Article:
Nittany AI Challenge offers $100,000 in funding to innovators

UNIVERSITY PARK, Pa. — Penn State students, faculty and staff are invited to compete for $100,000 in funding during the Nittany AI Challenge. The challenge, sponsored by the Penn State EdTech Network, will give participating teams the opportunity to explore artificial intelligence in higher education to improve the student experience at Penn State, solve real-world problems at the University, and generate startup ideas.

Brad Zdenek, innovation strategist for the Penn State EdTech Network, said the Nittany AI Challenge gives participants a chance to drive digital innovation and transform education at Penn State.

“For faculty and staff, this means addressing everyday challenges — while trying to provide the best possible experience for our students,” Zdenek said. “For both graduate and undergraduate students, the challenge provides opportunities to apply knowledge in practical ways — while receiving mentorship from individuals in leading edtech and AI companies. The ultimate goals are to test ways to improve the student experience at Penn State, instigate new research, spawn new business ideas, and open doors to jobs and internships for students.”

Teams participating in the challenge can submit ideas for consideration by Jan. 29. A panel will then choose 10 teams to receive $2,500 and create a prototype. From the prototypes submitted, a panel will select five projects to receive an additional $5,000 for teams to create a minimum viable product. Finalists will receive additional funding from a $50,000 pool.

  • Jan. 29 — participant idea submissions due
  • January/February — training and workshops
  • March 27 — participant prototypes due
  • July 31 — participant MVPs due

Manda Yang, graduate student in the Penn State College of Engineering, competed last year in the Nittany Watson Challenge. Her team built a minimum viable product to evaluate possible transfer credits from courses taken at other institutions.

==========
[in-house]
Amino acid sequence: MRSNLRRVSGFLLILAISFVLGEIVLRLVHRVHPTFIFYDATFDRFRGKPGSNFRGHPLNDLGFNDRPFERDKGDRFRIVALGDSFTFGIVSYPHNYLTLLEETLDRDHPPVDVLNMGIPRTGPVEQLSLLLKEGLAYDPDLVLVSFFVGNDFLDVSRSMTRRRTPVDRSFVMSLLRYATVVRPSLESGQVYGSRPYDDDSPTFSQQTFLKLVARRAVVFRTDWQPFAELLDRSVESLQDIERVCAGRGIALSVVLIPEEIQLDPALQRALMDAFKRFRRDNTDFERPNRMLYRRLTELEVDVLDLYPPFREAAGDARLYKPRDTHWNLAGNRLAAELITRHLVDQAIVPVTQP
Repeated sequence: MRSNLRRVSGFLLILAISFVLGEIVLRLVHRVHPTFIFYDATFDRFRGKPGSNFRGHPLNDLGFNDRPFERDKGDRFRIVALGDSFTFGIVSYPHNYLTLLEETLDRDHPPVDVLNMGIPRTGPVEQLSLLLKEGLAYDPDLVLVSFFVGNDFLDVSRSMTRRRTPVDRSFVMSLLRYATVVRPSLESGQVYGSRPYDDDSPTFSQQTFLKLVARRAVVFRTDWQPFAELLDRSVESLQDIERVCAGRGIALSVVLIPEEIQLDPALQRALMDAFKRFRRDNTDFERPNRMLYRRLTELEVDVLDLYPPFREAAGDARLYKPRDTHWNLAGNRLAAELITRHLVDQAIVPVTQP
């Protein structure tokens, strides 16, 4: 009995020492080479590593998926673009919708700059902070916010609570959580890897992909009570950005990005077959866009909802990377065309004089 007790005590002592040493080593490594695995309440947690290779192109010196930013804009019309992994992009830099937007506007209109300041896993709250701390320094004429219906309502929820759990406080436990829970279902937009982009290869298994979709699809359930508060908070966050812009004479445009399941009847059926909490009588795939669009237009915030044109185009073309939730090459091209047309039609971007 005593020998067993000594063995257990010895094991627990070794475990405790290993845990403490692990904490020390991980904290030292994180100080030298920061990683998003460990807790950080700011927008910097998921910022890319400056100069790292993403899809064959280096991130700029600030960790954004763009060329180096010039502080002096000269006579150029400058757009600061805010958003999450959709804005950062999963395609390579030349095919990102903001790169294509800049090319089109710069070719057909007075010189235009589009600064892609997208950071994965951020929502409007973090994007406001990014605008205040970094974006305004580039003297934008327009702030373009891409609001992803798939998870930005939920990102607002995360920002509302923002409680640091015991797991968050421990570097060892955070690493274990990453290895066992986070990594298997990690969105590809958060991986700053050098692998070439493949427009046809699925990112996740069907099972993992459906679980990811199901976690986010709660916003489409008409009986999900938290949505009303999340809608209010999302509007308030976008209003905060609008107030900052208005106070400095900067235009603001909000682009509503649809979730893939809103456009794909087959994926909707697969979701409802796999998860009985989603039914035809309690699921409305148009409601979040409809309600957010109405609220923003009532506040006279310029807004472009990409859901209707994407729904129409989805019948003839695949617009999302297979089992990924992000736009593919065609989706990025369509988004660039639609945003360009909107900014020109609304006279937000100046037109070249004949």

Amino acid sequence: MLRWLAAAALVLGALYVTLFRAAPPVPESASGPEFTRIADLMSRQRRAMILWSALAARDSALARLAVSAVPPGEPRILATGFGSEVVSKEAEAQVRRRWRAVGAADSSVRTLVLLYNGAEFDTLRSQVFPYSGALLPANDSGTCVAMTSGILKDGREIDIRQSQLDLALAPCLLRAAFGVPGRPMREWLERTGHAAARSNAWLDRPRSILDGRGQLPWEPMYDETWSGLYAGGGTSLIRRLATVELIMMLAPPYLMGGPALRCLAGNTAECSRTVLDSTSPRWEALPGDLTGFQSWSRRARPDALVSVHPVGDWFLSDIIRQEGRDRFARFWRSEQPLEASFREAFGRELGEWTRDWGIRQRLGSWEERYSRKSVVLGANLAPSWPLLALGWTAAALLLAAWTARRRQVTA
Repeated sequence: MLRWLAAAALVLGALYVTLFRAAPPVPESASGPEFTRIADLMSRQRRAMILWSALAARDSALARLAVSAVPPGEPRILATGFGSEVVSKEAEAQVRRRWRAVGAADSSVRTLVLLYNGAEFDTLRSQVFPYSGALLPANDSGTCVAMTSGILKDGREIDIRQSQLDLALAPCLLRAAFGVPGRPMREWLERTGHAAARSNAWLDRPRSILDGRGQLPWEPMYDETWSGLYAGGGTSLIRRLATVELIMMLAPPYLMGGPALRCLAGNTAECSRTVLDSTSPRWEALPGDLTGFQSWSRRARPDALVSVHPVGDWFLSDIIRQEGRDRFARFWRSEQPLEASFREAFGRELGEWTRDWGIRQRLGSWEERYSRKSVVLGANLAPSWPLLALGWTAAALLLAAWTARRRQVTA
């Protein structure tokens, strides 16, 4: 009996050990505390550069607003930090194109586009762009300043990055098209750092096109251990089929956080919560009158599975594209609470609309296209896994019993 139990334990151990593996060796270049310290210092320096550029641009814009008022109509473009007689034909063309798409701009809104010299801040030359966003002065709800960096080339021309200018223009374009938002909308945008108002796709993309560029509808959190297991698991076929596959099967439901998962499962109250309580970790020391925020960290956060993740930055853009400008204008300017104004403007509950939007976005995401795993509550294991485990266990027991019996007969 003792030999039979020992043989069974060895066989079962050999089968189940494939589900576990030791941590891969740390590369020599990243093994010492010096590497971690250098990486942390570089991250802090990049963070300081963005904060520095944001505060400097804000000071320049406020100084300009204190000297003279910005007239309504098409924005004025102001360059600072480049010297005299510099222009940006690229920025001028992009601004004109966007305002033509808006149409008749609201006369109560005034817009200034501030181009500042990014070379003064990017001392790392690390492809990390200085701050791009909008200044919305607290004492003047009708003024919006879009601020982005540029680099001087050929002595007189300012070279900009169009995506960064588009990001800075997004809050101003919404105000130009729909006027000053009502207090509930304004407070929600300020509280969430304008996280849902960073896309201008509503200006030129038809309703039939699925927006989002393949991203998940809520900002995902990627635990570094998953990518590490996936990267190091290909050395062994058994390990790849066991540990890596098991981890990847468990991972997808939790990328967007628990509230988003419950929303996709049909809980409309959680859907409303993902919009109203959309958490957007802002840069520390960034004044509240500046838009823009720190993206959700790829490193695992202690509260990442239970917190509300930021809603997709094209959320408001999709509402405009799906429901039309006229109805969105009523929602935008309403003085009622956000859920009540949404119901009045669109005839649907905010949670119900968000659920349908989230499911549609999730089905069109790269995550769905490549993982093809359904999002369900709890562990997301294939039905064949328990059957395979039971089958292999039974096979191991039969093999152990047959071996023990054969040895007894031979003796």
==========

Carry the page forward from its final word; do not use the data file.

“It was a great opportunity to improve my problem-solving and coding skills by working on a real-world project,” Yang said. “I believe artificial intelligence is an important technology and will be applied in many fields in the future. Even for students with no experience in AI or programming, this challenge is a great opportunity to learn.”

The challenge also can serve as a resume-builder, giving students the opportunity to work with companies outside of Penn State.

Scott Hurrey, code poet/senior software engineer at Blackboard, said their mission is to collaborate with the education community to help both students and institutions succeed.

“The students who participate in these challenges are the same students who face these problems every day,” Hurrey said. “Who better to identify and solve them? Not only will they propose innovative solutions, they will also dedicate months to building those solutions with support from industry leaders like Blackboard, Amazon and Penn State.”

For additional information about how to participate, visit the Nittany AI Challenge online.

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Last Updated January 30, 2018